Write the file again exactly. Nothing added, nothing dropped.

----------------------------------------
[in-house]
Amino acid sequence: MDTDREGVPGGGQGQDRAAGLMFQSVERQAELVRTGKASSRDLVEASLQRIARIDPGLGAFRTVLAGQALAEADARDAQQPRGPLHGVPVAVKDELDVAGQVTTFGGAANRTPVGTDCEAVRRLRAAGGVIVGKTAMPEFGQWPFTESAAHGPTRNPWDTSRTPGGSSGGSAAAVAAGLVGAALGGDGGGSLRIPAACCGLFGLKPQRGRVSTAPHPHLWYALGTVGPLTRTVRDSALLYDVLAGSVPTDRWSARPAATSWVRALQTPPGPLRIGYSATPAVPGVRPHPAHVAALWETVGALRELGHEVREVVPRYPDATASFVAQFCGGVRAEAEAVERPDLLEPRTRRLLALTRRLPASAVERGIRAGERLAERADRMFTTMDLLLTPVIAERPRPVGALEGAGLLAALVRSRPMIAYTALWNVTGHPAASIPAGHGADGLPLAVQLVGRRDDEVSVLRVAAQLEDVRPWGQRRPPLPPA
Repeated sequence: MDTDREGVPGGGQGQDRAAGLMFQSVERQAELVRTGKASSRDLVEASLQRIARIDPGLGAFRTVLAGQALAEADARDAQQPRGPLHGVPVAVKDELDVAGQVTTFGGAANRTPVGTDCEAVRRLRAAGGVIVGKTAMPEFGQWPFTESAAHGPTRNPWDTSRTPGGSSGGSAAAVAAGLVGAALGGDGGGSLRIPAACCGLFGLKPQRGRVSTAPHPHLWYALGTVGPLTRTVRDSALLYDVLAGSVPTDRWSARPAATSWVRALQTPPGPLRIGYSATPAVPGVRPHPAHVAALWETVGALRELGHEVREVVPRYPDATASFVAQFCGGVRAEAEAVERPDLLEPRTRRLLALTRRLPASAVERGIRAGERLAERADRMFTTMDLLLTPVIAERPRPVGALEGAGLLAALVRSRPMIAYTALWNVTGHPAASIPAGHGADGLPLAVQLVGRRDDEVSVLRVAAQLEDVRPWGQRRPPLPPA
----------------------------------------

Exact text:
[in-house]
Amino acid sequence: MDTDREGVPGGGQGQDRAAGLMFQSVERQAELVRTGKASSRDLVEASLQRIARIDPGLGAFRTVLAGQALAEADARDAQQPRGPLHGVPVAVKDELDVAGQVTTFGGAANRTPVGTDCEAVRRLRAAGGVIVGKTAMPEFGQWPFTESAAHGPTRNPWDTSRTPGGSSGGSAAAVAAGLVGAALGGDGGGSLRIPAACCGLFGLKPQRGRVSTAPHPHLWYALGTVGPLTRTVRDSALLYDVLAGSVPTDRWSARPAATSWVRALQTPPGPLRIGYSATPAVPGVRPHPAHVAALWETVGALRELGHEVREVVPRYPDATASFVAQFCGGVRAEAEAVERPDLLEPRTRRLLALTRRLPASAVERGIRAGERLAERADRMFTTMDLLLTPVIAERPRPVGALEGAGLLAALVRSRPMIAYTALWNVTGHPAASIPAGHGADGLPLAVQLVGRRDDEVSVLRVAAQLEDVRPWGQRRPPLPPA
Repeated sequence: MDTDREGVPGGGQGQDRAAGLMFQSVERQAELVRTGKASSRDLVEASLQRIARIDPGLGAFRTVLAGQALAEADARDAQQPRGPLHGVPVAVKDELDVAGQVTTFGGAANRTPVGTDCEAVRRLRAAGGVIVGKTAMPEFGQWPFTESAAHGPTRNPWDTSRTPGGSSGGSAAAVAAGLVGAALGGDGGGSLRIPAACCGLFGLKPQRGRVSTAPHPHLWYALGTVGPLTRTVRDSALLYDVLAGSVPTDRWSARPAATSWVRALQTPPGPLRIGYSATPAVPGVRPHPAHVAALWETVGALRELGHEVREVVPRYPDATASFVAQFCGGVRAEAEAVERPDLLEPRTRRLLALTRRLPASAVERGIRAGERLAERADRMFTTMDLLLTPVIAERPRPVGALEGAGLLAALVRSRPMIAYTALWNVTGHPAASIPAGHGADGLPLAVQLVGRRDDEVSVLRVAAQLEDVRPWGQRRPPLPPA